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Wolfgang Amadeus MOZART (1756-1791)
March in D major, K237 (1774) [2:53]
Serenade in D major, K203, Colloredo (1774) [37:51]
Divertimento in D major, K251 (1776) [23:11]
Scottish Chamber Orchestra/Alexander Janiczek (violin)
rec. Greyfriars Kirk, Edinburgh, 9-11 June 2008. DDD
LINN RECORDS CKD320
[64:05]
Experience Classicsonline


This is Janiczek’s second CD for Linn featuring a Mozart Serenade and Divertimento. His first included the Andretter Serenade and Divertimento in E flat, K113 (CKD287, review). Here the Colloredo Serenade is introduced by a March and in this account by the Scottish Chamber Orchestra directed from the violin by Alexander Janiczek exuberance is the order of the day. Here’s full sunlight but with soft glinting contrasts judiciously applied so the effect is never wearing, while shimmers of trumpet and high horn parts provide a brilliant sheen. As in the longer movements of the Serenade but not its Minuets the first section is repeated in this performance but not the second. This is also the practice in the recording I’m using for comparison, that made in 1990 by the Camerata Academica des Mozarteums Salzburg conducted by Sandor Vegh (Capriccio 49368). Vegh’s March is lighter, frothier, with homelier soft passages, more rustic brass and what sounds a smaller body of strings. Vegh gets more humour out of the demisemiquaver/dotted semiquaver figures in the second half but can’t match Janiczek for sheer majestic, scintillant dazzle of sound.

The Colloredo Serenade itself begins luxuriantly with an Andante maestoso but we’re soon into an Allegro assai which delights in skittish demisemiquaver flourishes at the end of its opening phrases. Janiczek supplies a well judged contrast of verve and elegant relaxation though the development (tr 2. 3:34) is certainly spiky with its waspish strings’ descents. Again Janiczek is bolder in effect than Vegh, even if the latter’s flourishes are more genially humorous and softer passages more winsomely petite. Janiczek achieves an attractively mettlesome sweep which also illuminates the structural and stylistic baroque roots of this work.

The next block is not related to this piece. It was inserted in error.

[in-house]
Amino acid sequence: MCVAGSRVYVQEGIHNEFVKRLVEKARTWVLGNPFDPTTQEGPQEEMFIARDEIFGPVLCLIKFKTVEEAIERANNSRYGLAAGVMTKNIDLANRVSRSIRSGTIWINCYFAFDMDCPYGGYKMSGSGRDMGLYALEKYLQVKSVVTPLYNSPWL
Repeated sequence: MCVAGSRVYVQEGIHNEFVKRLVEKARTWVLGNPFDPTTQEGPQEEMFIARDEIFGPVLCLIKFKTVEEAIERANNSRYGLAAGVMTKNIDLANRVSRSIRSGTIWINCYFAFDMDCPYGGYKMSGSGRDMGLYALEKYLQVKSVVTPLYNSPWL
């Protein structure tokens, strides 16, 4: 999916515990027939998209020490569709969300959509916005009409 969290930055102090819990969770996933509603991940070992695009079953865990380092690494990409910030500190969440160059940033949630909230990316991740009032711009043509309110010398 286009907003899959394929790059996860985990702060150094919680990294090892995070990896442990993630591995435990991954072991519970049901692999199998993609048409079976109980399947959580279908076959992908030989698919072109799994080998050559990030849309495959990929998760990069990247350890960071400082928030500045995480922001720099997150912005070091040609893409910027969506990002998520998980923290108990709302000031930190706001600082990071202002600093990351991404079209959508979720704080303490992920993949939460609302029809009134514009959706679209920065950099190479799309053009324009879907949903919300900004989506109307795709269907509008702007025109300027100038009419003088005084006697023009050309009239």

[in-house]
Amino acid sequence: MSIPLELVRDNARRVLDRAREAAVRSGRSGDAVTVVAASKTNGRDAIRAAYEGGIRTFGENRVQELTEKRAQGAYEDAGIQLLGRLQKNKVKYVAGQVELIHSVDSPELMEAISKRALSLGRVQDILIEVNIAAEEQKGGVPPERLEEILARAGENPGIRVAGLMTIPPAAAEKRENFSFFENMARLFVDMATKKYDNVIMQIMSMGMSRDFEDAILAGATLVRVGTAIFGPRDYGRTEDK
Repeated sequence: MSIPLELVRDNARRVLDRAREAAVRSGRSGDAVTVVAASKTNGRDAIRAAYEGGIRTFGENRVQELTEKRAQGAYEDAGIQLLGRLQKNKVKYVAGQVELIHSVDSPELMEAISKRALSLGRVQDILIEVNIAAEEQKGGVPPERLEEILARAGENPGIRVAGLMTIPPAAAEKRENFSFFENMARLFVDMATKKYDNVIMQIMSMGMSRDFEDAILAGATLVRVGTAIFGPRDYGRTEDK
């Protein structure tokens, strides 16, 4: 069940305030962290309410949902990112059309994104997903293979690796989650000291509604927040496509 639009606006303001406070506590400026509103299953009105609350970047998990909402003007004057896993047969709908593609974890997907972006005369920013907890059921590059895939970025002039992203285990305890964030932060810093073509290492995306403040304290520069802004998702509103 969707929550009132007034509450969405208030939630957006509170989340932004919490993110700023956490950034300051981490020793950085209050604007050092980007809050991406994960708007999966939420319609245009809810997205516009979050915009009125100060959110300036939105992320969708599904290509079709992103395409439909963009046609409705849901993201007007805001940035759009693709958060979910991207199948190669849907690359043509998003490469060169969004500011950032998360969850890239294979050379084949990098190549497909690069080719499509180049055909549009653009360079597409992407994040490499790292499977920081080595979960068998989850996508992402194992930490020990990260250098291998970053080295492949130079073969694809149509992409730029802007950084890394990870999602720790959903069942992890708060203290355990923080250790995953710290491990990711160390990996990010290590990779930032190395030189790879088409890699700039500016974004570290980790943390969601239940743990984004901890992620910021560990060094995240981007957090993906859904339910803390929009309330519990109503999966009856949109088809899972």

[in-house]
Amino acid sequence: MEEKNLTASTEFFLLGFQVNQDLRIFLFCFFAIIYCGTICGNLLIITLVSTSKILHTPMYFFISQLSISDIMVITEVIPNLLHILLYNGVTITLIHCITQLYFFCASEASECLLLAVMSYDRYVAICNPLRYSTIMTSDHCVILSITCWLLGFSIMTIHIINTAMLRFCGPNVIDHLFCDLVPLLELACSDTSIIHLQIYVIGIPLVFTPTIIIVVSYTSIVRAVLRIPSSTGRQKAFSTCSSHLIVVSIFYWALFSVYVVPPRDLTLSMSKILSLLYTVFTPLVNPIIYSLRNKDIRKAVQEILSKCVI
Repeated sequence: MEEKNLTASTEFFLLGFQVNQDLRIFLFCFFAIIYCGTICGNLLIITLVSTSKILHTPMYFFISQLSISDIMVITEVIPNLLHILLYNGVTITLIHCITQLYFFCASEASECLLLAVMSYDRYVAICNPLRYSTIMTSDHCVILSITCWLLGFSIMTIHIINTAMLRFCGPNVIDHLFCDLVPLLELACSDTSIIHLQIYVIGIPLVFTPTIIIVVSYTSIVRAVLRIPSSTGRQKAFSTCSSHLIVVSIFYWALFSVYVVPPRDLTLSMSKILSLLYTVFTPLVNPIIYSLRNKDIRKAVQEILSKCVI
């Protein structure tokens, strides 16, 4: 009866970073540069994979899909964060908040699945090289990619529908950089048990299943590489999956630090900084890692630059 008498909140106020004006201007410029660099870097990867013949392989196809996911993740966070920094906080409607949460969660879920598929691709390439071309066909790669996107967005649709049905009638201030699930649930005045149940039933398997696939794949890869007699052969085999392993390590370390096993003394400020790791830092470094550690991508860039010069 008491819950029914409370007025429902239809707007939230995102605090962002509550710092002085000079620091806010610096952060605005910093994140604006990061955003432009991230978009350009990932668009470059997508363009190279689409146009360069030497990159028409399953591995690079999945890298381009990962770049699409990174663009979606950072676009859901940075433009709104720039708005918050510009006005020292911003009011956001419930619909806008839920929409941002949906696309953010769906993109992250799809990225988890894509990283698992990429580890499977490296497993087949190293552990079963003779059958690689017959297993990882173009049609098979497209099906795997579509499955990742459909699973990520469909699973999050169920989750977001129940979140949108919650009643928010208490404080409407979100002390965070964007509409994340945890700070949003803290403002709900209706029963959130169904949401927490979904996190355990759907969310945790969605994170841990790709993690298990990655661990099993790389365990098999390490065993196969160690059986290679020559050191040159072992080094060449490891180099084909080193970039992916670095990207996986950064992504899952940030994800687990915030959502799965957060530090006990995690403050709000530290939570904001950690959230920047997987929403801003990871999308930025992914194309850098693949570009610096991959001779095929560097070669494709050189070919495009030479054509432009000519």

This is one of the Mozart serenades which features in effect a violin concerto in its central movements, the first of which, an Andante, combines tenderness and firmness. Janiczek’s violin solo, on the ‘Baron Oppenheim’ Stradivarius from 1716, has both style and sweetness and he provides his own cadenzas, tasteful and not overstaying their welcome. It’s all made to seem effortless arioso and is a telling reminder that Mozart himself played the violin as well as the piano. Janiczek brings more dynamic contrast to this movement than Vegh while his projection as soloist is more forthright yet with a purer, cleaner line than Vegh’s more demure and delicate soloist Arvid Engegard. With Janiczek you appreciate the clarity of the whole texture, soloist and backing, while his closing cadenza has a more rapt, contemplative quality than Engegard’s ethereal sweetness.

The next movement, the first of three Minuets, is given an unstoppable momentum by Janiczek in which all’s right with the world. In the Trio Janiczek’s dexterous solo violin comes to the fore again but this is trim enjoyment, not ostentation. Vegh’s Minuet is a little more easygoing in its swing with Engegard’s solo in the Trio making a nimble contrast. In the following cheery Allegro Janiczek is again a little more imposing in character with a more striking cadenza. Engegard is lighter but still vivacious.

In the second Minuet Janiczek makes more contrast of energy and plushness by  weight of tone than Vegh’s more contrasting manner of eagerness and charm. It’s the only movement in which flutes appear instead of oboes and I like Vegh’s spotlighting of flute tone over the doubling first violin in the Trio which clarifies the change of texture, though Janiczek is creamily smooth and more evenly balanced. There’s a more marked change of texture in the following Andante (tr. 7), one of gossamery muted violins over which is layered a chirpy oboe solo with a charming coda in which oboe and first violins exchange pleasantries. Janiczek is more satisfying here in lovely glinting muted string sound and more naturally blithe oboe solo with better observed fp effects on the leaps to the high notes from 0:49.